In yesterday's Washington Post, columnist/reporter (or both, I'm not sure) Cyndy Skrzycki advises that the Unites States Chamber of Commerce is pressing an administrative appeal that contends 16 EPA databases contain errors. The Chamber contends that these data bases, which are, among other things, used to set chemical clean-up standards, are resulting in businesses expending unnecessary resources to meet erroneous environmental standards.
Ms. Skrzycki's Washington Post article contains competing quotes from the Chamber on the one hand and from the environmentalist lobby on the other hand:
"We aren't trying to force withdrawal, but to get the numbers right," said William Kovacs , chamber vice president of environment, technology and regulatory affairs. "We want them to 'fess up and get it right. Our contention is if they disseminate this data, they are responsible for its correctness."
The Center for Progressive Regulation , a liberal think tank, said in a March paper that "disgruntled industries [are trying] an end-run around well-established procedures for promulgating rules to improve air quality, clean up toxic waste sites, and protect children and wildlife from pesticide residues."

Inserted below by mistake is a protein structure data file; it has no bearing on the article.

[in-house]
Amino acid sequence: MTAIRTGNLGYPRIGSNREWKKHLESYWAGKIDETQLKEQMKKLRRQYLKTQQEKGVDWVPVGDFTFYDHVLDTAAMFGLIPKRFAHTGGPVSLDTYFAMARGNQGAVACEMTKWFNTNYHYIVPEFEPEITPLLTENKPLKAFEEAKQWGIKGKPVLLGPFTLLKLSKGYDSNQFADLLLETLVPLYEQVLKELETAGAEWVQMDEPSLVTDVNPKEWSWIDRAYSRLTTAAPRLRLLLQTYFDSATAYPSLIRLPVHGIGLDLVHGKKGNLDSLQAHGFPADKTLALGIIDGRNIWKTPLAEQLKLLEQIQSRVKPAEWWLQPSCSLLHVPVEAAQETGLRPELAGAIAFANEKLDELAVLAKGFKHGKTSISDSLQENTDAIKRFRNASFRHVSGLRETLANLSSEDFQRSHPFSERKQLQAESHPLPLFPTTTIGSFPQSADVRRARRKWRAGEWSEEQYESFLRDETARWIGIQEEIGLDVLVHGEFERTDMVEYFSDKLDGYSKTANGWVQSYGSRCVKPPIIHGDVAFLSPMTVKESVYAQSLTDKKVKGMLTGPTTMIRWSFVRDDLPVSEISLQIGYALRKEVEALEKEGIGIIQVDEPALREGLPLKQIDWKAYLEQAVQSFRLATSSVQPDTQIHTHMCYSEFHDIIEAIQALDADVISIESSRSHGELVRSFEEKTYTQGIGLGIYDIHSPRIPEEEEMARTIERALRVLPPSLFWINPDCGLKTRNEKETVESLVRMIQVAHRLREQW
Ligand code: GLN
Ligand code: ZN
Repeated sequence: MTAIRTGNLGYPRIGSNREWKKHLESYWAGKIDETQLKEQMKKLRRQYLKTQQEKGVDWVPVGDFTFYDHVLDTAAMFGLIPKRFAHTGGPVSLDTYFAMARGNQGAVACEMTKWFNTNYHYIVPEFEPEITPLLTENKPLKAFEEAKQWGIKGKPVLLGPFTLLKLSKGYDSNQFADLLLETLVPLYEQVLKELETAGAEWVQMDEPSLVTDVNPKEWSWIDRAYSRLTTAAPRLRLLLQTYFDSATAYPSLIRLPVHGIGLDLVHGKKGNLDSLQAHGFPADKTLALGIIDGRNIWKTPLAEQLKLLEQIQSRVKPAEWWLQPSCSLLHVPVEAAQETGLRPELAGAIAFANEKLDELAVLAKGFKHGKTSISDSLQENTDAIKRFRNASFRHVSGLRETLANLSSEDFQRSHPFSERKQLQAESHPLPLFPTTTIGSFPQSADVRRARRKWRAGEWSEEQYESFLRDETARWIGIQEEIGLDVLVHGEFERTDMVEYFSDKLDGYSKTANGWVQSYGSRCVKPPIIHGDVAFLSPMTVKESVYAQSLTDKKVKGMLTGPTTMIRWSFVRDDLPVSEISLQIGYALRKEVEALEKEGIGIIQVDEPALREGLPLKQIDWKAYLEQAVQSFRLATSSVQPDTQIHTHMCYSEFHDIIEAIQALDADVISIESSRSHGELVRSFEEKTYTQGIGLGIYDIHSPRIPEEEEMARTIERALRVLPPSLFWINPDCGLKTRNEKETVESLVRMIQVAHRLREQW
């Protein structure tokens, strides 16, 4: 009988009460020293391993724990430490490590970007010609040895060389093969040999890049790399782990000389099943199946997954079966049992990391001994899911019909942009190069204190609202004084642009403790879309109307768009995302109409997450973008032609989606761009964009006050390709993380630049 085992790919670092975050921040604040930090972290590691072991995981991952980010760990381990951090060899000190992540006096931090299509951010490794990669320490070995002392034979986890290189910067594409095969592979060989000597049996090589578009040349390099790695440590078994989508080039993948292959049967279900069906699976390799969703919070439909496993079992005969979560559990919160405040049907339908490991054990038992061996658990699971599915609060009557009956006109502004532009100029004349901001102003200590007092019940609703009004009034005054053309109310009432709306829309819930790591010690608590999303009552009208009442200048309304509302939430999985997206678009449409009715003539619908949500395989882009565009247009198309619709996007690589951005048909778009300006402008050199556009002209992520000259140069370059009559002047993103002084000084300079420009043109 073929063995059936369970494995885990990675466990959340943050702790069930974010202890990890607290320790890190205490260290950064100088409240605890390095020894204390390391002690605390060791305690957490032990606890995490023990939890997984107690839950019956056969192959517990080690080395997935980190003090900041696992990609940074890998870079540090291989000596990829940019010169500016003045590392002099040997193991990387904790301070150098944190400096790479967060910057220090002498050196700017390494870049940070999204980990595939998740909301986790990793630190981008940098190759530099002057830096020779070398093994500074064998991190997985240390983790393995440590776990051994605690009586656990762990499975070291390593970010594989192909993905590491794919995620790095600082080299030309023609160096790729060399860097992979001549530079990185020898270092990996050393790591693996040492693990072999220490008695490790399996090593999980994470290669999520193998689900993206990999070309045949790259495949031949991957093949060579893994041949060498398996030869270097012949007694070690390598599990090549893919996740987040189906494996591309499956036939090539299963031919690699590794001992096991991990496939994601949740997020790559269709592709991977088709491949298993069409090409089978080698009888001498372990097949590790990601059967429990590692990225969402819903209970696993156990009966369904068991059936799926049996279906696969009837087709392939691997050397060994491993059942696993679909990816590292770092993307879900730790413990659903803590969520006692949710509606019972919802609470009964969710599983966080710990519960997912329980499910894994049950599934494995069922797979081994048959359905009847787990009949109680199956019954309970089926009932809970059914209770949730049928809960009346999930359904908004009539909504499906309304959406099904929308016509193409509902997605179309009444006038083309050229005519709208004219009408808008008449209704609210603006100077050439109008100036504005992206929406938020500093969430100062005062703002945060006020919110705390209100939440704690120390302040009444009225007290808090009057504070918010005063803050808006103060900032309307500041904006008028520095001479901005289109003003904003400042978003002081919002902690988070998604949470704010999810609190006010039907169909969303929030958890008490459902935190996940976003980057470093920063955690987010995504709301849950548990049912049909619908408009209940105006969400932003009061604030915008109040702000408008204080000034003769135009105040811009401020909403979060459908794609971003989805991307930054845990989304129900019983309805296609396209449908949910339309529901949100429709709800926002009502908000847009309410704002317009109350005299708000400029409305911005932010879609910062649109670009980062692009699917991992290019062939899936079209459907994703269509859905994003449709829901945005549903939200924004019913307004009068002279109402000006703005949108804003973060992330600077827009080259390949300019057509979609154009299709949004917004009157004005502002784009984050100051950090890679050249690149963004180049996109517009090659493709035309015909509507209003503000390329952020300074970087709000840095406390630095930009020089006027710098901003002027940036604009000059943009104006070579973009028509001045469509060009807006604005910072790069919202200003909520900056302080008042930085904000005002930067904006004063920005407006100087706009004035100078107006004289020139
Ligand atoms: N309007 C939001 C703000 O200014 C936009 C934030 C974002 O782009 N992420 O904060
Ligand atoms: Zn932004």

One apparently knowledgeable observer takes the view that, while the Chamber's position may have merit, "the changes [the Chamber] seeks are unrealistic because the agency can't afford the time or expense of revamping the databases. Correcting the errors would take EPA away from other priorities...." (!)
If this observer is correct, then the situation has become Kafkaesque ("[m]arked by surreal distortion"; The American Heritage® Dictionary of the English Language: Fourth Edition. 2000). The EPA does not promote good science by ignoring past regulatory flaws because addressing them would take time and effort away from launching new regulatory initiatives which may themselves be based on the original flawed data.